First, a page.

Think of your resume as a marketing tool. Market yourself through your resume. What are your features and benefits? What makes you unique? Make sure to convey this information in your resume. Don’t be afraid to brag a little – just be honest.
Use your resume to obtain an interview, not a job.
The purpose of your resume is to generate enough interest in you to have an employer contact you for an interview. Show the employer proof of your value using real-life examples from your background. Use the interview to provide a more detailed explanation of your accomplishments and to land a job offer.
Use bulleted sentences. Use bullets with short descriptive sentences, rather than lengthy paragraphs.
Use action words.
Action words cause your resume to pop. To add life to your resume, use bulleted sentences that begin with positive action verbs. Eliminated, Implemented, Negotiated, Supervised, Controlled, Designed, Ensured, Verified, Operated, Maintained, Performed etc.
Use #’s, $’s, and %’s.
Numbers, dollars, and percentages stand out in the body of a resume. Use them to quantify the results of your accomplishments (Prove your value proposition).
Lead with your strengths.
Since resumes are typically reviewed in 30 seconds, take the time to determine which bullets most strongly support your job search objective. Put those strong points first where they are more apt to be read.
If there are terms that show your competence in a particular field, use them in your resume. For marketing people, use “competitive analysis.” For accounting types, use “reconciled accounts,” etc.
Accent the positive.
Leave off negatives and irrelevant points. If you feel your date of graduation will subject you to age discrimination, leave the date off.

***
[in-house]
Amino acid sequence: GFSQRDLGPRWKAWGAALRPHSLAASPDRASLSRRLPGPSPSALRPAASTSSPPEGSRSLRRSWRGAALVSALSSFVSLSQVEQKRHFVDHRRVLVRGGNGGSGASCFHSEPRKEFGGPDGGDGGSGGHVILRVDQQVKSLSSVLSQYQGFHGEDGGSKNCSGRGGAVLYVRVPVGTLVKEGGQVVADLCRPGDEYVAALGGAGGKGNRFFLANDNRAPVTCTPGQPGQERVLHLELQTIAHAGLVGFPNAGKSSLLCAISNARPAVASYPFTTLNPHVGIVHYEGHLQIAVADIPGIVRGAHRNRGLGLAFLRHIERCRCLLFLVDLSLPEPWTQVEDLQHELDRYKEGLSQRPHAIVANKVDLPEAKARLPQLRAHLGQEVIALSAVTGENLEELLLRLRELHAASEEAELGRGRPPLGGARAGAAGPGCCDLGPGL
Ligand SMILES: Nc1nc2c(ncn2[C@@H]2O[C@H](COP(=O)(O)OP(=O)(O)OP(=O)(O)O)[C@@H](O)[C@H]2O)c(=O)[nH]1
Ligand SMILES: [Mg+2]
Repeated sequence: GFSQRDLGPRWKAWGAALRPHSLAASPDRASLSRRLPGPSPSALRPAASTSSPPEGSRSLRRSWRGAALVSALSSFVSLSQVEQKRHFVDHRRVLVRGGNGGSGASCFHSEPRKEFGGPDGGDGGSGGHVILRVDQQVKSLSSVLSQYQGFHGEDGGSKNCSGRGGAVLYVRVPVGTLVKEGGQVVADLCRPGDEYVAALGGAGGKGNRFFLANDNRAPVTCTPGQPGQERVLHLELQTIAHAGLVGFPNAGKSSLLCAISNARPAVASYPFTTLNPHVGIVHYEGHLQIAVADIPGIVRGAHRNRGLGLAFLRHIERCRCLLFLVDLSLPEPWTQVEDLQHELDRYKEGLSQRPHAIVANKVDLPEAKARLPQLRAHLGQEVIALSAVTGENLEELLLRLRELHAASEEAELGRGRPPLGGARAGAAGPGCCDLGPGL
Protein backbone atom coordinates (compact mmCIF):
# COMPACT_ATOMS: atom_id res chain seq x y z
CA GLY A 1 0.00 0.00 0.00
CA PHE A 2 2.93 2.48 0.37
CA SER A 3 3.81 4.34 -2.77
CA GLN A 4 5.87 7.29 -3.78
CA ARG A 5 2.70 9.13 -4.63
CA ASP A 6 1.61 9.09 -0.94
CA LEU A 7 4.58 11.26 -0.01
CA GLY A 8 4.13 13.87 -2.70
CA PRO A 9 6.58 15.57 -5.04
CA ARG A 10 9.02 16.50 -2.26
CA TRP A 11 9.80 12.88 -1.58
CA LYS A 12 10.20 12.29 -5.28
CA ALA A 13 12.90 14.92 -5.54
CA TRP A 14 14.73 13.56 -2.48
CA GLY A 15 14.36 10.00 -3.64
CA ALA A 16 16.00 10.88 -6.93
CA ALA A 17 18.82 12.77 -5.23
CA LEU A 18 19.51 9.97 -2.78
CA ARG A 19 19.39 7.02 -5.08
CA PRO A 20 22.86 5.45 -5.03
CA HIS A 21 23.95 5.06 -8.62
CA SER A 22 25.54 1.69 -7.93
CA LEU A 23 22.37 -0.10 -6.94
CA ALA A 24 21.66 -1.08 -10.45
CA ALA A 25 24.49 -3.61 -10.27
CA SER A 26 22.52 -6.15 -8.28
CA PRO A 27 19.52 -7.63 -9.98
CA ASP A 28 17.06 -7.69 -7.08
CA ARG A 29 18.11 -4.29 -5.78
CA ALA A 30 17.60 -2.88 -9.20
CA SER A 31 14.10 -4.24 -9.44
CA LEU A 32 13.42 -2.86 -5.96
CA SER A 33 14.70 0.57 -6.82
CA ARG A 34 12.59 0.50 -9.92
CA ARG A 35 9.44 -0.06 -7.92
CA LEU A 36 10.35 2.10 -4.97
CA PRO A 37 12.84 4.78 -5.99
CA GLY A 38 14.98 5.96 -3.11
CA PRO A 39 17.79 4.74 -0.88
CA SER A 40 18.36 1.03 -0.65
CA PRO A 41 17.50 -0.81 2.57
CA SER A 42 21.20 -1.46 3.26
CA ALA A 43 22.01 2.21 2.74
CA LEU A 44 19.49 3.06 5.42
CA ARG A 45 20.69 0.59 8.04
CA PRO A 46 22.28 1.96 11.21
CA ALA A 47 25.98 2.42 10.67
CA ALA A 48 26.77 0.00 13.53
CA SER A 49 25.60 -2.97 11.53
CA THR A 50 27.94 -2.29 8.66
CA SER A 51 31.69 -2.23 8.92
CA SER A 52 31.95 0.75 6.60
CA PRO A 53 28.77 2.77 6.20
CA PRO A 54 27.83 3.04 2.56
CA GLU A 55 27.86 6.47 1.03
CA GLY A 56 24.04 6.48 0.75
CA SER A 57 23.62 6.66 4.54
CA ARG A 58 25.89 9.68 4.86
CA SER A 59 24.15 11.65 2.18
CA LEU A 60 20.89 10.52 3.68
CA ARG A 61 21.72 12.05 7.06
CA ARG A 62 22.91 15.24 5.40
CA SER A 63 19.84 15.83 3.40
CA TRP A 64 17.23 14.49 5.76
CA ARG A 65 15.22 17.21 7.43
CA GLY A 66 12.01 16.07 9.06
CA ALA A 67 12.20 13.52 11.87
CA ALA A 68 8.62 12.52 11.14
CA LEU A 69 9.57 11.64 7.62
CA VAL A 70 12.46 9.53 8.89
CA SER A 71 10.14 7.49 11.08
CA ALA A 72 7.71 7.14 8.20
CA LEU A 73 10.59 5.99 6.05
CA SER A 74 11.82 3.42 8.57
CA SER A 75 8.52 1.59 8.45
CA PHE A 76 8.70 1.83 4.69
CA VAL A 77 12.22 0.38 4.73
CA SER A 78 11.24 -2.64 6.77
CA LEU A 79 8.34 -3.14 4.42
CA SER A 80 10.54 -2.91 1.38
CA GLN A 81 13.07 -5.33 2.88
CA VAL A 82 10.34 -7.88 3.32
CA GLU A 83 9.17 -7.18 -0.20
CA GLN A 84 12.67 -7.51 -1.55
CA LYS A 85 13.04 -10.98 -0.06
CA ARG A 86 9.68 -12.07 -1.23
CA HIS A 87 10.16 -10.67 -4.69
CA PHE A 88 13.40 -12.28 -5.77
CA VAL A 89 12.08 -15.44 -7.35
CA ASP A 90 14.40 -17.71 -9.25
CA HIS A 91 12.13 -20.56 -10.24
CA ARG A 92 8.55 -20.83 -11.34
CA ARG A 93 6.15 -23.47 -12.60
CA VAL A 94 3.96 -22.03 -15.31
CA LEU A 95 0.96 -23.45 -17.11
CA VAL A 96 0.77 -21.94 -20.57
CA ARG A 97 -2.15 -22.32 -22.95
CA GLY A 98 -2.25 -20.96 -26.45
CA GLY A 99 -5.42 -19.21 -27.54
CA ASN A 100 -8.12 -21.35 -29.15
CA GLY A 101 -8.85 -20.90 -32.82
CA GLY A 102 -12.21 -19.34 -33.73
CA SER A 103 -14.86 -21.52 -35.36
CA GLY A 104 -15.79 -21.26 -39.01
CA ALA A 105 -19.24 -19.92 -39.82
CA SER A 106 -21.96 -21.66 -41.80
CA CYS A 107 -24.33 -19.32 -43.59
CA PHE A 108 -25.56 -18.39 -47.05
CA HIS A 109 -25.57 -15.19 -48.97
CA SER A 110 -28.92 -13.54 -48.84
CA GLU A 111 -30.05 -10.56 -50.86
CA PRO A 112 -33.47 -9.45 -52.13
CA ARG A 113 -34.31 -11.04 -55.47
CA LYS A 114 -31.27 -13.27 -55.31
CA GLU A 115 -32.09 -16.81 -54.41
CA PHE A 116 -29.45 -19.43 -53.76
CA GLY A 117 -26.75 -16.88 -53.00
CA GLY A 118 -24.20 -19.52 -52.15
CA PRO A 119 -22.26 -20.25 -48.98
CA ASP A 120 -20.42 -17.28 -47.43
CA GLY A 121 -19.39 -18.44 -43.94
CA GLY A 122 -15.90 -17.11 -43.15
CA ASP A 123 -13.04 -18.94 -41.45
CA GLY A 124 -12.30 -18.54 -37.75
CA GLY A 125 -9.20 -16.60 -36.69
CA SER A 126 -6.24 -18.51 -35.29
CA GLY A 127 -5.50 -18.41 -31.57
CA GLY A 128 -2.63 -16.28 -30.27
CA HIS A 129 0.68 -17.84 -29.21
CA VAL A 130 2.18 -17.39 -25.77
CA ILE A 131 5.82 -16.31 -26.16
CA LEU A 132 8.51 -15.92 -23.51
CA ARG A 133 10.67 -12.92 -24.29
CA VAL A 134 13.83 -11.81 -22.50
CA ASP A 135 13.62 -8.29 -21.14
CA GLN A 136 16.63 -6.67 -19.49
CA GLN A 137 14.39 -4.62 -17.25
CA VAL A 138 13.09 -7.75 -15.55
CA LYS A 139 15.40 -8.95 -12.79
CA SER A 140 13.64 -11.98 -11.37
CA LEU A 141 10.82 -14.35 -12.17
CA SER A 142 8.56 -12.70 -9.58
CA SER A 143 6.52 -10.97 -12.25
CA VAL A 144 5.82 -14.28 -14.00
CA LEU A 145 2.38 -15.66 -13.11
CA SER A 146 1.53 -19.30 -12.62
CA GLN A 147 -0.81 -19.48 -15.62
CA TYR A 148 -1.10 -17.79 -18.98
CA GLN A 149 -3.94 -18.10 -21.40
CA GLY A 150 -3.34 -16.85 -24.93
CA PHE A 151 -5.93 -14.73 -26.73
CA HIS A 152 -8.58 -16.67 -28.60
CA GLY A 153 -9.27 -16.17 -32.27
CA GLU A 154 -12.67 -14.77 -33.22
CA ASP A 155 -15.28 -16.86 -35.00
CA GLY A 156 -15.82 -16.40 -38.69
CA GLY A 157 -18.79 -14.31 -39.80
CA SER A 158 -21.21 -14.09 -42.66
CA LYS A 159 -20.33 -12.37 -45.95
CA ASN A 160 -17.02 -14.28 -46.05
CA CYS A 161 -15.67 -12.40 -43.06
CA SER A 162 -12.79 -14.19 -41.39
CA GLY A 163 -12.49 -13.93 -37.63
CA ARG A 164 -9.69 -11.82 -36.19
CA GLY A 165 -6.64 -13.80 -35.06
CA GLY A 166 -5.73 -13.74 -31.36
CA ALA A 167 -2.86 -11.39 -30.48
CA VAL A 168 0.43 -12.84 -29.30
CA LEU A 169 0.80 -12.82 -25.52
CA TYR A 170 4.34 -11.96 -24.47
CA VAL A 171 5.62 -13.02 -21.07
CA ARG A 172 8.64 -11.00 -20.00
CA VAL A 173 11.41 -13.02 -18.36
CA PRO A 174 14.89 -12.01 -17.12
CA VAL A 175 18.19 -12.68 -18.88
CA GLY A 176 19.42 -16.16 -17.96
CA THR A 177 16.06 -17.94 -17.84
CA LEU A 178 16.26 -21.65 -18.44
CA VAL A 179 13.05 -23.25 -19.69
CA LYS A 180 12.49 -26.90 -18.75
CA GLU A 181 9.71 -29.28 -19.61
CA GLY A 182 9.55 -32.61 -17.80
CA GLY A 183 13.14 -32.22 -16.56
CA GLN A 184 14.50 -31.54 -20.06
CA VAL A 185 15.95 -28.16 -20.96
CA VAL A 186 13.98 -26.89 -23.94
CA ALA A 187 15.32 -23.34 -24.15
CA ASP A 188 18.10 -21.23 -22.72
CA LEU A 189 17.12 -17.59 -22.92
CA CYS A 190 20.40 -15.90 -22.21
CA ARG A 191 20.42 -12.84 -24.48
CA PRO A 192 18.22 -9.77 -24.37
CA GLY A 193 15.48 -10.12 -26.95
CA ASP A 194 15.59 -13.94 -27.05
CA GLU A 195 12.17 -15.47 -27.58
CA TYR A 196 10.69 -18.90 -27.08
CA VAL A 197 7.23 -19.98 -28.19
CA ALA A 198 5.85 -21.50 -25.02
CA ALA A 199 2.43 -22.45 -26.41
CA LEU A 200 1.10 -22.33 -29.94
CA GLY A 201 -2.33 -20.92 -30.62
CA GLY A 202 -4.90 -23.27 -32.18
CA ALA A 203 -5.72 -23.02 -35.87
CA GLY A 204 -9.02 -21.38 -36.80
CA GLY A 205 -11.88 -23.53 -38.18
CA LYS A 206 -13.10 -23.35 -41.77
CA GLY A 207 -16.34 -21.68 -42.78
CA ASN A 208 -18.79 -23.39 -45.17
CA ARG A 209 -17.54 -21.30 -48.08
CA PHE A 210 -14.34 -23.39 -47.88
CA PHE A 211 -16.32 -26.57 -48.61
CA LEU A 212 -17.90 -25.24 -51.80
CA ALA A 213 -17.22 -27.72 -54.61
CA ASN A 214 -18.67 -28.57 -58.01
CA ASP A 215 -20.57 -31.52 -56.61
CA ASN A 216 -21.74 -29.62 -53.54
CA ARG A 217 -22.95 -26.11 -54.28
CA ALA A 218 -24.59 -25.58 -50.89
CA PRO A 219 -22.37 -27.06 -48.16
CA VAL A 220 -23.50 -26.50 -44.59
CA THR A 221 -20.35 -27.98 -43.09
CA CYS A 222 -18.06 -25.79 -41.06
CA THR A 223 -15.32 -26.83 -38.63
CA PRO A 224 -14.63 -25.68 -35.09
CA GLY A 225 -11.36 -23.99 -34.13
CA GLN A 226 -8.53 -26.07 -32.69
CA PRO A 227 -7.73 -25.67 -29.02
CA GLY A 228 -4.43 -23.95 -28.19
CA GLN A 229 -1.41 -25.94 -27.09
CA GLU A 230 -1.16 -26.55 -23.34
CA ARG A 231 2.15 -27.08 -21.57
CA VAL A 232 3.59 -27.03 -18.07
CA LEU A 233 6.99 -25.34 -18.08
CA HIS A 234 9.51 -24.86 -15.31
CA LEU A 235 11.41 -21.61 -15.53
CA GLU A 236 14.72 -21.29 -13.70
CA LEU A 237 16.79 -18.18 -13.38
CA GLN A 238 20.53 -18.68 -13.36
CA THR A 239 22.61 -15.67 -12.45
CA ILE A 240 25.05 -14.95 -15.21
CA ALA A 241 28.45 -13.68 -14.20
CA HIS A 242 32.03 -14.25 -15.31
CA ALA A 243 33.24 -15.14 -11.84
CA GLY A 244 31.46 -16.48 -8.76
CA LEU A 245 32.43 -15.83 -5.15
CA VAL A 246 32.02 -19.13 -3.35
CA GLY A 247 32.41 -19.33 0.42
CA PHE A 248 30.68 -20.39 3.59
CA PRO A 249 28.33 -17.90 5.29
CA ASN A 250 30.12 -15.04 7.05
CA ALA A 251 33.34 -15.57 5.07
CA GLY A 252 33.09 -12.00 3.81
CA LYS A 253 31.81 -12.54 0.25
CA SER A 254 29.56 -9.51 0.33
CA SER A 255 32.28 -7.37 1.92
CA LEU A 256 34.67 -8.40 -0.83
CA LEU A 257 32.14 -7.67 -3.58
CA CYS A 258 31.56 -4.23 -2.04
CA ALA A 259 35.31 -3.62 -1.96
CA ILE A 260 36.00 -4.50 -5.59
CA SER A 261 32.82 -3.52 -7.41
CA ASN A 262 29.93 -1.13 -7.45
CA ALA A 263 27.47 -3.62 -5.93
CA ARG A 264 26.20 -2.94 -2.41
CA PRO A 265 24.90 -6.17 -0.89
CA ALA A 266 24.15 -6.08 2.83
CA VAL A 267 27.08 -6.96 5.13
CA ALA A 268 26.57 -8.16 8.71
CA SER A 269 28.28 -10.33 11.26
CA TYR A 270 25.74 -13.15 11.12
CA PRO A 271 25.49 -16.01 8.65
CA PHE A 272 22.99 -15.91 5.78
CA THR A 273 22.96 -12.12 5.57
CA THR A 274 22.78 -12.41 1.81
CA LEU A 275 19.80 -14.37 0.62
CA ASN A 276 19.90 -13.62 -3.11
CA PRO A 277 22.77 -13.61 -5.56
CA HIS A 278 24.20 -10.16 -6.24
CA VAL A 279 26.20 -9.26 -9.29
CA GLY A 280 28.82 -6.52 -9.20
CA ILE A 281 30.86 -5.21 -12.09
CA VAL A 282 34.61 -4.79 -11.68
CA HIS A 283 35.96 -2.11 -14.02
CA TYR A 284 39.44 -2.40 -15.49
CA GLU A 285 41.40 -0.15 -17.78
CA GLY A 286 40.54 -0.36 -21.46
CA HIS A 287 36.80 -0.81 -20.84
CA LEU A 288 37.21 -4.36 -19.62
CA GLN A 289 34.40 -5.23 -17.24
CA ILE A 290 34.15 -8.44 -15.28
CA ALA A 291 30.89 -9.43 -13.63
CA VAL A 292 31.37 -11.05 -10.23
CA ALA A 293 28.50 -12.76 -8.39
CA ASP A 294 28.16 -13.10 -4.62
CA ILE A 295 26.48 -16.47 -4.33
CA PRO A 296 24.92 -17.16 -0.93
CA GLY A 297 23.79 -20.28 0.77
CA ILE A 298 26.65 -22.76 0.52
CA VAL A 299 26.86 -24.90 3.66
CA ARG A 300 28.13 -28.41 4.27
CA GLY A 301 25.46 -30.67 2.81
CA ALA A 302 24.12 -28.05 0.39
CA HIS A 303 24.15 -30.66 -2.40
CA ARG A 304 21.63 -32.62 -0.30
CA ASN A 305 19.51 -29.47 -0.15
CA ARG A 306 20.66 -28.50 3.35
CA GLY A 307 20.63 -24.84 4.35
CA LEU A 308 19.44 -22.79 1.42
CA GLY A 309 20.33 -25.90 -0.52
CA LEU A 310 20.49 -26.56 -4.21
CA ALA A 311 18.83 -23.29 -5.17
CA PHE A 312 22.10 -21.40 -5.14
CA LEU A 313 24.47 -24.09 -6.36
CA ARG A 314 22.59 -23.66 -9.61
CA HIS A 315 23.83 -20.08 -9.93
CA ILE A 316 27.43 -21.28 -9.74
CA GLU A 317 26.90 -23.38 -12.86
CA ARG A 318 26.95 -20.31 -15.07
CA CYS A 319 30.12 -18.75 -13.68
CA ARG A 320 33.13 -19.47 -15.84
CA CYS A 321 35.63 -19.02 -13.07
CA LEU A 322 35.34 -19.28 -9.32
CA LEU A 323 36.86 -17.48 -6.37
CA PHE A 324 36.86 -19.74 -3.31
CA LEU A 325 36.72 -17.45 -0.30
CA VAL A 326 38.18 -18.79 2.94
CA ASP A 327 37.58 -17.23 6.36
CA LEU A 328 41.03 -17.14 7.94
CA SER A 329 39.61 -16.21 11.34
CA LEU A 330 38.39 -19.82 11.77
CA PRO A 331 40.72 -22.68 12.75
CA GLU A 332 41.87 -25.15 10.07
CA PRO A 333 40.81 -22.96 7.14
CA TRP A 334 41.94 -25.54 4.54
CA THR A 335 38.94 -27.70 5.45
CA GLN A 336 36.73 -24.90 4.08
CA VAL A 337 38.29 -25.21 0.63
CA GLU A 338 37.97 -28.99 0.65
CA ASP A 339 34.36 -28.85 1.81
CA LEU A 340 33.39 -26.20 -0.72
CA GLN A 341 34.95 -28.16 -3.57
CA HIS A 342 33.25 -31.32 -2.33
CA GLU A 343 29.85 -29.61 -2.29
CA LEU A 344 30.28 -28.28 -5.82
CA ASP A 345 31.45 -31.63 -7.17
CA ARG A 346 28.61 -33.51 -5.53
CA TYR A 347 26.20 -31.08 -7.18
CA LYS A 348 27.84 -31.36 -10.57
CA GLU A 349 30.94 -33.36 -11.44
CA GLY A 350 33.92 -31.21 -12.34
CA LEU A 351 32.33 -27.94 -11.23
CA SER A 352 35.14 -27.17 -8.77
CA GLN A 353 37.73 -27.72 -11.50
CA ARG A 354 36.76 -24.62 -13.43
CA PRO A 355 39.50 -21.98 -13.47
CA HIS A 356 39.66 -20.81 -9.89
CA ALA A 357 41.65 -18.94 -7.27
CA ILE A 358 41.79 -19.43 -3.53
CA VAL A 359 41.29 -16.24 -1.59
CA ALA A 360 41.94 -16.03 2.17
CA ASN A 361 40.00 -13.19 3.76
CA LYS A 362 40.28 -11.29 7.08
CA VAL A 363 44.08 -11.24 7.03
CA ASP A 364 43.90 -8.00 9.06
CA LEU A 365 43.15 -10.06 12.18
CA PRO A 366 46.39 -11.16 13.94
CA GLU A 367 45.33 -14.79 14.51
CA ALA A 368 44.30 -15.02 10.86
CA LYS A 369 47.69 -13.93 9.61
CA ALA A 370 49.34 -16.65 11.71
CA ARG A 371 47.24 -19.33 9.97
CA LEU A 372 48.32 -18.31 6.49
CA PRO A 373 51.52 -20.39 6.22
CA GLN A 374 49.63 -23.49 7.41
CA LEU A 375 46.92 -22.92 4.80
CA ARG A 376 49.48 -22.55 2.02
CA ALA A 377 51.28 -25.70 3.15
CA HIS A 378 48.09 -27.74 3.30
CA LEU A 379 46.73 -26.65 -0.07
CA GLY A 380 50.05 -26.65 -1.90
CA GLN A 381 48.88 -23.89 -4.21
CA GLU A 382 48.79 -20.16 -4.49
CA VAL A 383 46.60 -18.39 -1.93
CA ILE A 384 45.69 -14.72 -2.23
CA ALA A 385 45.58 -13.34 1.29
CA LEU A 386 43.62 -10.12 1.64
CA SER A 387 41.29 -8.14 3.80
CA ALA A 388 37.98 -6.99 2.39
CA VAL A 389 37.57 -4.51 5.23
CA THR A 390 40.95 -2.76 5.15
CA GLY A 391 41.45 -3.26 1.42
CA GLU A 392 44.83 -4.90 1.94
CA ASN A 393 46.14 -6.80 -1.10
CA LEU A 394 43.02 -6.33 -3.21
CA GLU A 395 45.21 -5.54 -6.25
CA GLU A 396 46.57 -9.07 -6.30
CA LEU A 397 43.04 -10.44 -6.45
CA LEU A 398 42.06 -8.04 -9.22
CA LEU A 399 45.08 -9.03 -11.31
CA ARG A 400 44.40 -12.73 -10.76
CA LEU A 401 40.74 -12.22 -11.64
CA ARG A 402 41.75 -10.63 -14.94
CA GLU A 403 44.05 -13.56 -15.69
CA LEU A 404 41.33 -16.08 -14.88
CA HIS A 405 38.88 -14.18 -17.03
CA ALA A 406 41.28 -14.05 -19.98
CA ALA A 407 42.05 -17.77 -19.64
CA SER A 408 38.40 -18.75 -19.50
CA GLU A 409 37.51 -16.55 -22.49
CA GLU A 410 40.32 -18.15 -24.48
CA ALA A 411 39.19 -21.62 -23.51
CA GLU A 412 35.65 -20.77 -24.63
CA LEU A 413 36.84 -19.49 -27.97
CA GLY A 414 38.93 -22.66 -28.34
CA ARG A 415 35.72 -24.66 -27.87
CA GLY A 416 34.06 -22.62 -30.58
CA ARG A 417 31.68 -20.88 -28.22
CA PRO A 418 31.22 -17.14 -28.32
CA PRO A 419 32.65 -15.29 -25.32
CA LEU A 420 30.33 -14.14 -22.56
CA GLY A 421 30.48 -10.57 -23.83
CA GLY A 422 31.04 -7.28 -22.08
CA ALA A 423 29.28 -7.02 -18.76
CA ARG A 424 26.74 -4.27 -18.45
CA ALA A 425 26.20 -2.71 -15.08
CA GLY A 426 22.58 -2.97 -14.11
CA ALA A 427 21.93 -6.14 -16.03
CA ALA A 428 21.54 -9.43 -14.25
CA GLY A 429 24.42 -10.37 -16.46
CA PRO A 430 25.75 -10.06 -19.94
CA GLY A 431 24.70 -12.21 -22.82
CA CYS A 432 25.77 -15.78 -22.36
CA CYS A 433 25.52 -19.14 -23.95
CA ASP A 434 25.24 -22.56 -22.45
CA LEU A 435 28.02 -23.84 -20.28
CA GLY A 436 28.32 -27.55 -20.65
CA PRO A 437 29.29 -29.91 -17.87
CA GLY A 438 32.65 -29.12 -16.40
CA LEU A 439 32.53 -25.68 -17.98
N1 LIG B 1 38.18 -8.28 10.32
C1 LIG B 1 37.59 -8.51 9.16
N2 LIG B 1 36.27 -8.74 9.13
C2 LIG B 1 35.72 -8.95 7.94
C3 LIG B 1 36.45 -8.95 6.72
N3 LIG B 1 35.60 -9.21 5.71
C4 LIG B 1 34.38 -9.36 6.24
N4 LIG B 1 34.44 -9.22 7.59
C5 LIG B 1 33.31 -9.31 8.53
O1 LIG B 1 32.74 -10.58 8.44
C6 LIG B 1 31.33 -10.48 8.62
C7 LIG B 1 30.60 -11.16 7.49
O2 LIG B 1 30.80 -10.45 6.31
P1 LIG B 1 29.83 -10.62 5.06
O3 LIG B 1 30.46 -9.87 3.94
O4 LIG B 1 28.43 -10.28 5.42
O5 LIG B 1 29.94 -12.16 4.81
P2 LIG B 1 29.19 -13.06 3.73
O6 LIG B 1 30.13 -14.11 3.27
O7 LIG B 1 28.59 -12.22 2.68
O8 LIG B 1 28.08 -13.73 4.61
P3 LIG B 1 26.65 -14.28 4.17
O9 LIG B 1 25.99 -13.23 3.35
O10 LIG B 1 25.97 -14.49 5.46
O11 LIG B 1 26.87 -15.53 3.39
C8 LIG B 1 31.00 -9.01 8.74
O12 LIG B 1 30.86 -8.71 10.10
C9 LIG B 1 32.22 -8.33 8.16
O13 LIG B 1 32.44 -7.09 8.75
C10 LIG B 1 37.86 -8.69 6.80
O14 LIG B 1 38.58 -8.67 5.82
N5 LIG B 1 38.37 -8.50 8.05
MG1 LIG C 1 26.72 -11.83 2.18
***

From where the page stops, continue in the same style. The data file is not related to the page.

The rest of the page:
Show who you know.
If you have reported to someone important such as a vice president or department manager, say so in your resume. Having reported to someone important informs the reader that you are important also.
Construct your resume to read easily.
Leave white space. Use a font size no smaller than 10 points. Proofread very carefully, spelling and grammatical errors can destroy an otherwise powerful resume. Limit the length of your resume to 2 pages (ideally). Remember, resumes are reviewed quickly. Have someone else review your resume. Encourage them to ask questions. Their questions can help you to discover items you inadvertently left off your resume or are confusing to the reader. Revise and clarify your resume based on this input.
The litmus test- If it reads like a great online dating profile for that desired job, then you are probably doing it right. Just don't lie about your height! 😉
A Winning Resume should be a glowing recommendation detailing your work history and accomplishments and focusing on significant highlights that would benefit your next employer. So bring out that wordsmith in you and share all things exciting about yourself to score that first curious phone call!